Family and friends of armed man shot by police seek answers

jalexander@newsobserver.comSeptember 19, 2013 


While Pastor Janet Wall looks on, Norma Burton speaks at a press conference held Thursday at the Durham Police Headquarters. Burton hopes to get answers to why it was necessary for the police to shoot her nephew, Derek Walker, during a standoff in downtown Durham on Tuesday.


In real life, police standoffs like the one that ended in a distraught man’s death in downtown Durham on Tuesday, are rarely like those seen on the screen.

According to police, Cpl. R.C. Swartz, a 12-year veteran of the Durham Police Department and a member of its Special Operations Unit, fired when Derek Walker, 26, raised a gun toward an officer.

“The situations law enforcement officers deal with are seldom like the ones you see on TV or in the movies,” police spokeswoman Kammie Michael said in an email. “They are dealing with dynamic situations involving real-time decision making. The officers spoke with Mr. Walker for approximately an hour before his actions dictated the course of events.”

But family members still have questions.

Walker’s relatives and friends held a press conference outside Durham Police Headquarters on Thursday to demand answers to why deadly force was used to subdue the suicidal mortician.

Norma Burton, an aunt of Walker, wondered if something else could have been done to defuse the situation. She said family members were not allowed to see or speak to him during the standoff.

Former City Councilwoman Jackie Wagstaff, a family friend of Walker’s, said the same.

“The perception is ‘yes, he pointed at us’ but why did they wait one hour to shoot him?” she asked. “He raised the gun several times. What was the overwhelming factor after an hour that (they) decided he would do that? … What is the written policy of the Durham Police Department when it comes to this type of situation?”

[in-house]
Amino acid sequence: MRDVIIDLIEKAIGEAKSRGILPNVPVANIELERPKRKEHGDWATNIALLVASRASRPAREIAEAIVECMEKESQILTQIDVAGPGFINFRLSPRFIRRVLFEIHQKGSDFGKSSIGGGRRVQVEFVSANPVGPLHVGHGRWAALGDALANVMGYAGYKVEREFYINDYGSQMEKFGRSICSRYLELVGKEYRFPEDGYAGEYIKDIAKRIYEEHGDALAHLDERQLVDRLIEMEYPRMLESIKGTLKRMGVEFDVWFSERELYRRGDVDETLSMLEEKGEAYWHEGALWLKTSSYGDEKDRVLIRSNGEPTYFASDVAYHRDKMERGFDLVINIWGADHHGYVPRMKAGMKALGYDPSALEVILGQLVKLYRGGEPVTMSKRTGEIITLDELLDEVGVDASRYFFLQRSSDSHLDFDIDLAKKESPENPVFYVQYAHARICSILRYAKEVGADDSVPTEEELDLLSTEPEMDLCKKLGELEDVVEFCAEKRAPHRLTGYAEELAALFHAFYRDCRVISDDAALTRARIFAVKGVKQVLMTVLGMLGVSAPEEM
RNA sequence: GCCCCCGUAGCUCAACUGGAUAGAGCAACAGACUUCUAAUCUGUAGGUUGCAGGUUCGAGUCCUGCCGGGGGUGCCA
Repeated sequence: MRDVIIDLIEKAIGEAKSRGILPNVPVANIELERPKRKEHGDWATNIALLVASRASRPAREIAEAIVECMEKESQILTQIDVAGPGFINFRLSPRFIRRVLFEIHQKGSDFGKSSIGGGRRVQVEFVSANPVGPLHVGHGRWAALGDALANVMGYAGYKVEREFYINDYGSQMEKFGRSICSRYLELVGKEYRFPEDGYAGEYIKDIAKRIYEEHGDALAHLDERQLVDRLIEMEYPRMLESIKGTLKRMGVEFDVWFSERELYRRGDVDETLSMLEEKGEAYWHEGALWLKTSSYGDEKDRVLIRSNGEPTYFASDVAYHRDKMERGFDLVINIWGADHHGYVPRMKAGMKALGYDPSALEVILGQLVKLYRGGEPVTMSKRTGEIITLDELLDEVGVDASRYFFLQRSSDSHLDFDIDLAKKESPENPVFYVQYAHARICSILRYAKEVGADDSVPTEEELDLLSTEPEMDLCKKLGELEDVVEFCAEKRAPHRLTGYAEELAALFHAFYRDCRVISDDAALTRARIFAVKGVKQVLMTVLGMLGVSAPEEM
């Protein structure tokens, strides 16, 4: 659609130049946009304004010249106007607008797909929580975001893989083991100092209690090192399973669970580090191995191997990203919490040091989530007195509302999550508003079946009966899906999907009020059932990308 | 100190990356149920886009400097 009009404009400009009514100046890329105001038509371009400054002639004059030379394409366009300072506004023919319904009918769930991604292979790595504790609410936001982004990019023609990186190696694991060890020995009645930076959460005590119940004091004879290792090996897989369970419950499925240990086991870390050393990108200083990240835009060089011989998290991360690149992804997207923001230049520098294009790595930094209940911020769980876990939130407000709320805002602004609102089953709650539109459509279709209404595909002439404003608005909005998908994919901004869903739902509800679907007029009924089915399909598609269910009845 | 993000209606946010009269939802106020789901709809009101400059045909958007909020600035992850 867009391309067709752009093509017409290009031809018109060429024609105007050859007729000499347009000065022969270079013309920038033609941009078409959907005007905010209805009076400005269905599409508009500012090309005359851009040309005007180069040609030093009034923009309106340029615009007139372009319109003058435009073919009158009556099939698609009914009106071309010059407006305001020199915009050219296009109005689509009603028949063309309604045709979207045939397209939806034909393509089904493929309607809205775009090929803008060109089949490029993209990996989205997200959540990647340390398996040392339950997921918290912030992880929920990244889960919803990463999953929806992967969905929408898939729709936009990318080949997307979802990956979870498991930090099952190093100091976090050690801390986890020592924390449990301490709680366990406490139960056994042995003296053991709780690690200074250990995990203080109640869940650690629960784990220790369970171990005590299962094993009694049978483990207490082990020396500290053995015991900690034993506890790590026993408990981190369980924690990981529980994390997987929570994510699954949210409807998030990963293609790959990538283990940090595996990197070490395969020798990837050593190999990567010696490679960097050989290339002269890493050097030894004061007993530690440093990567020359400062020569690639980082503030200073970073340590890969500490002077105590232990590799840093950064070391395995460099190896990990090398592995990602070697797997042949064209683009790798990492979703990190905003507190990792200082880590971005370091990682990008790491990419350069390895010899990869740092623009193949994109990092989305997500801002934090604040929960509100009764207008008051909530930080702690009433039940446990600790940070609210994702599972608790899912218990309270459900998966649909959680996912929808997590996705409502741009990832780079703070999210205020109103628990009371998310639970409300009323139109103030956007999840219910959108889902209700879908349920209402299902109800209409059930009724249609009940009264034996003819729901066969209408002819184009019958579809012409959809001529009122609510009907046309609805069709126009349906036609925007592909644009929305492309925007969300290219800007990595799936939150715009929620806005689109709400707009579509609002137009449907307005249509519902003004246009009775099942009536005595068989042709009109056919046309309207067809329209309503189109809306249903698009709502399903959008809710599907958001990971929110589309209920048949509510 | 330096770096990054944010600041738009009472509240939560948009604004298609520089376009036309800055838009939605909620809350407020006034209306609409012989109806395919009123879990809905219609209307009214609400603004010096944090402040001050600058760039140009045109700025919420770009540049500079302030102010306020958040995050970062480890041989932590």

According to the department’s Use of Force General Order, “Officers are justified in using deadly physical force upon another person to defend themselves or a third person from what the officer reasonably believes to be the use or imminent use of deathly physical force.”

Family members say Walker would not have hurt anyone.

Walker was a gentle, loving person, Burton said. The only person he wanted to hurt was himself, she said.

“He reached his breaking point,” Wagstaff said. “It does not negate what he represents in Durham.”

State records show that Walker had been involved in custody and child support issues since 2008. The latest came Sept. 9 at the Durham County Justice Center, where the boy’s mother filed for full custody of their son.

Walker was involved in his son’s life. Recent Facebook pictures show the two attending a Durham Bulls game, hanging out at the beach and working in a garden at the boy’s school.

But Facebook posts before his death show that Walker wanted and was ready to die because of the dispute.

“If there is really a true and living God and Jesus he wouldn’t put me through this … all I know is that I am a DEAD MAN WALKING,” he wrote.

The presiding judge did not immediately issue a ruling after hearing the case, court records show.

Neither Walker’s parents nor police attended Thursday’s news conference.

Alexander: 932-2008

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